Congratulations on your baby’s first birthday! This is a big deal! You sing “Happy Birthday” and let little Princess sink her hands into her birthday cake, while you post enough photos and videos to overload your social media account. Your baby’s first birthday is a special time; a time to reflect on how much she’s grown and changed since she first made her appearance into this world. She’s gone from a tiny helpless bundle to a frolicking, dimple-elbowed mover with a will of her own.
Your one-year old is a delight. She makes you smile, makes you laugh, and makes your day. She also makes a BIG MESS. And believe it or not, that’s a good thing.
These messes are all the signs of a healthy one-year-old: your baby is becoming more mobile. She’s developing her ambulatory capabilities and is crawling, cruising, and maybe walking. While she moves, she explores her environment. And that means dumping out containers…yup, lots of that going on. Do I know your baby, or what?
If you’re nodding your, head, that’s fantastic news! It means your baby is demonstrating an important developmental play routine; container play. Container play means that the child explores her environment by manipulating objects into and out of any available containers in her environment. And yes, I mean any available containers. Your child does not differentiate between the toy bin and the trash bin, her bowl of cereal, Dad’s coffee cup, and—is that the dog food?!
When she looks up at you, it’s like she saying “Gee, Mom, what’s the big deal? A container is a container, right?”
The truth is that messes can really be frustrating. You work hard to keep your home clean and organized, and your child’s ceaseless explorations add up to a lot of extra work for you. So, just to make you feel better, here are the ways that container play is helping your child develop fundamental concepts that will be the foundation for later learning.
- Your child is learning about spatial relationships. This is an understanding of the way objects in the world relate to each other and ones self. Your child’s brain is doing this: A ball in a basket stays in the basket, unless it is turned upside down. I can turn the basket upside down to cause this outcome. These concepts are absolutely essential building blocks to the way your child understands the world. They help your child navigate obstacles, locate and obtain desired objects, and complete some simple adaptive tasks, like self-feeding and beginning to help get dressed. And believe it or not, they are the forerunner for later mastery of reading and math concepts.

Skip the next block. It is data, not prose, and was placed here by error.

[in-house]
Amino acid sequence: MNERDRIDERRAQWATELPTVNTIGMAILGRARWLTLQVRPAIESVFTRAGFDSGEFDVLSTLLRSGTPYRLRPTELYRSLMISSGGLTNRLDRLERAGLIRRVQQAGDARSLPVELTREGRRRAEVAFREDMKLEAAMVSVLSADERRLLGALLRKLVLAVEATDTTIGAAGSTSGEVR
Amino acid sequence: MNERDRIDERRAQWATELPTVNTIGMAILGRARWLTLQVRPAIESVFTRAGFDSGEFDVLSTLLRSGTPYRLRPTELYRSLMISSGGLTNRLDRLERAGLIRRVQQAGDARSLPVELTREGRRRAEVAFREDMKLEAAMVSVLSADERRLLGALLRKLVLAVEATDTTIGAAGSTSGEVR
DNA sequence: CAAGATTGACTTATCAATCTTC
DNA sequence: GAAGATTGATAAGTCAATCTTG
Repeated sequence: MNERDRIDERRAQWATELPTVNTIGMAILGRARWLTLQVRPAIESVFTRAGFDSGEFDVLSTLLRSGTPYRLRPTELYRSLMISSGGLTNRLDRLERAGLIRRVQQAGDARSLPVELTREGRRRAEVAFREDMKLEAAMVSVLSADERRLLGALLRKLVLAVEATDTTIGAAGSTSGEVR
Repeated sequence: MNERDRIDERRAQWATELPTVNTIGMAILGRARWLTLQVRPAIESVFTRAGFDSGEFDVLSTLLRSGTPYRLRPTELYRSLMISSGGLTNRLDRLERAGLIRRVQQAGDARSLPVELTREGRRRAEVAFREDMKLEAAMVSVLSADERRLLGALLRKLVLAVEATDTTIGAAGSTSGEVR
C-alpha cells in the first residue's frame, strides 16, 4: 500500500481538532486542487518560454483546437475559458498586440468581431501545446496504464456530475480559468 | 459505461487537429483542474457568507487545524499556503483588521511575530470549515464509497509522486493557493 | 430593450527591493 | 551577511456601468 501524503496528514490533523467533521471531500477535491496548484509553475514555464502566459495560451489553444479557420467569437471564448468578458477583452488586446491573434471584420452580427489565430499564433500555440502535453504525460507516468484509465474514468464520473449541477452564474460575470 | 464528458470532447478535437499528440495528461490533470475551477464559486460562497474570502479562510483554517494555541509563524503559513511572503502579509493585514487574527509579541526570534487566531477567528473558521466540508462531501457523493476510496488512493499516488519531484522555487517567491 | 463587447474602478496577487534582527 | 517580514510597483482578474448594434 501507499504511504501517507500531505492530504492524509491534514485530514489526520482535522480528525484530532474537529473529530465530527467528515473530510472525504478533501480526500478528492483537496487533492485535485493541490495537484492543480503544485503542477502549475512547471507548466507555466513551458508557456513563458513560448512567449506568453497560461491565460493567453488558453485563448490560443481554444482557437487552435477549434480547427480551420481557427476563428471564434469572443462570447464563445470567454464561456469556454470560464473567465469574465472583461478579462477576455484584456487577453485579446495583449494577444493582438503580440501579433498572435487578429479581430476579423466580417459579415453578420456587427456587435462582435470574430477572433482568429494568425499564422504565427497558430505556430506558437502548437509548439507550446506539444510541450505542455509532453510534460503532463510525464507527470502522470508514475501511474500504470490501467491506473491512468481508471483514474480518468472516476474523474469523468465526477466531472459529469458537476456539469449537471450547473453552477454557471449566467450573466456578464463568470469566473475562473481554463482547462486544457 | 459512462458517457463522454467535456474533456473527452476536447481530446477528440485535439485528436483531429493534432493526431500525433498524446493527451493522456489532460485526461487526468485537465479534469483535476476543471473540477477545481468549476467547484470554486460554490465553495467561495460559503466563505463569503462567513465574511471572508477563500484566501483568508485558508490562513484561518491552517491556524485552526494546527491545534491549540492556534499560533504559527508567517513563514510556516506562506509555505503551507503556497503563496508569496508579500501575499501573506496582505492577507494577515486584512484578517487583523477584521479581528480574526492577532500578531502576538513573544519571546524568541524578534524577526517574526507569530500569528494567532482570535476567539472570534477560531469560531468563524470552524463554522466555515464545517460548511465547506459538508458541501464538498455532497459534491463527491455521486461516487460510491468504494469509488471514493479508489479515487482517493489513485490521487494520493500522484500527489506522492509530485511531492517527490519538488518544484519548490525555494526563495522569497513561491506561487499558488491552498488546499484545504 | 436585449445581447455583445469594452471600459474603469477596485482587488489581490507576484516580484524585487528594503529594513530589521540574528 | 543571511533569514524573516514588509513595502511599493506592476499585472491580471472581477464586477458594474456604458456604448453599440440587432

- Your child is developing a sense of autonomy. This is a perception of one’s self as having control over a given skill or circumstance. Your child’s brain is doing this: When I turn the basket over, the ball comes out. I can make the ball come out. I have control over this object. Autonomy develops from small, seemingly insignificant circumstances such as removing a ball from a basket, to much more fundamental acts, like self-care, the ability to follow verbal directions, and other tasks in the child’s routine. The child’s sense of autonomy is what promotes independence, motivates her to try new things, take risks, and engage in functional behaviors.
- Your child is fine-tuning her hand-eye coordination. This refers to the skill set required in order execute fine motor tasks and manipulate objects. It requires practice, and container play offers that practice. Your child’s brain is saying: I need to move my hands like this to hold onto the basket. When I pull with one hand the basket tips forward. When I pull with two hands it tips forward even more! These activities allow for the repetition and practice that are necessary for developing well coordinated hand-eye skills. As your child grows she will be able to manipulate objects in increasingly complex ways, but for now, container play is laying the foundation. Developing her hand-eye coordination is the underpinning skill for self-care activities like feeding and dressing. Later, her literacy skills like turning the pages of a book, drawing, and writing will all rely on the hand-eye coordination skills she developed as a baby.
In summary, your baby is doing so much more than just making a mess. She is preparing to be a thriving toddler, preschooler, and school-age child. She is practicing fundamental skills that will later allow her to build, learn, and grow on the knowledge she has acquired. Now you know….now, go clean up that dog food.
By Chaya Glatt
Special Instructor, Kutest Kids Early Intervention